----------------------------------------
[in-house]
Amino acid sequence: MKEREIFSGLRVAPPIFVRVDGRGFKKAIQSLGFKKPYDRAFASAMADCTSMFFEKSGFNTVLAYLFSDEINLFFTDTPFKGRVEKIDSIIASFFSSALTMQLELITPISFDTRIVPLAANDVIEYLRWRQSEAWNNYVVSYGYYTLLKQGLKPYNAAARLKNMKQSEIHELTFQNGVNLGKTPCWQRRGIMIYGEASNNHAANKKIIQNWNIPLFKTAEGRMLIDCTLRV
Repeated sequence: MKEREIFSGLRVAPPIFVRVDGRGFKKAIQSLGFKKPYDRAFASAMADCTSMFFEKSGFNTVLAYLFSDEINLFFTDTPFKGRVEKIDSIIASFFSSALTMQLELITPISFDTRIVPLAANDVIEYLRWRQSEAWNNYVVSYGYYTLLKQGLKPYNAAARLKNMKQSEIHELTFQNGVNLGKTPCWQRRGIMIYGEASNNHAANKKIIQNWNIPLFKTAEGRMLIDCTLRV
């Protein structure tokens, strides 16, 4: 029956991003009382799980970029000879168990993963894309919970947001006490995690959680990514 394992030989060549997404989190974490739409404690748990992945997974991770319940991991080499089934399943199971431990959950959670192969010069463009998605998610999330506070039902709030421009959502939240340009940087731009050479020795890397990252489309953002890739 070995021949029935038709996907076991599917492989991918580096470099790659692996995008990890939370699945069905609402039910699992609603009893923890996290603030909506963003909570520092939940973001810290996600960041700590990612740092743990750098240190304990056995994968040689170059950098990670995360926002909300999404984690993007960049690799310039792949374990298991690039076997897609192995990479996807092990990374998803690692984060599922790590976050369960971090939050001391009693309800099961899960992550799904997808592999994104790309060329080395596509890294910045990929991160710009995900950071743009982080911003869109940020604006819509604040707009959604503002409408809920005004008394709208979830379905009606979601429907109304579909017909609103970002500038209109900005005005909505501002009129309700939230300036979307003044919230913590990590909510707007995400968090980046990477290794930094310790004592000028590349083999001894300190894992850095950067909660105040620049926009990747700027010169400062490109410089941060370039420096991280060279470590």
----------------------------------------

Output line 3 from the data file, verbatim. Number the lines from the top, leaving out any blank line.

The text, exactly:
Repeated sequence: MKEREIFSGLRVAPPIFVRVDGRGFKKAIQSLGFKKPYDRAFASAMADCTSMFFEKSGFNTVLAYLFSDEINLFFTDTPFKGRVEKIDSIIASFFSSALTMQLELITPISFDTRIVPLAANDVIEYLRWRQSEAWNNYVVSYGYYTLLKQGLKPYNAAARLKNMKQSEIHELTFQNGVNLGKTPCWQRRGIMIYGEASNNHAANKKIIQNWNIPLFKTAEGRMLIDCTLRV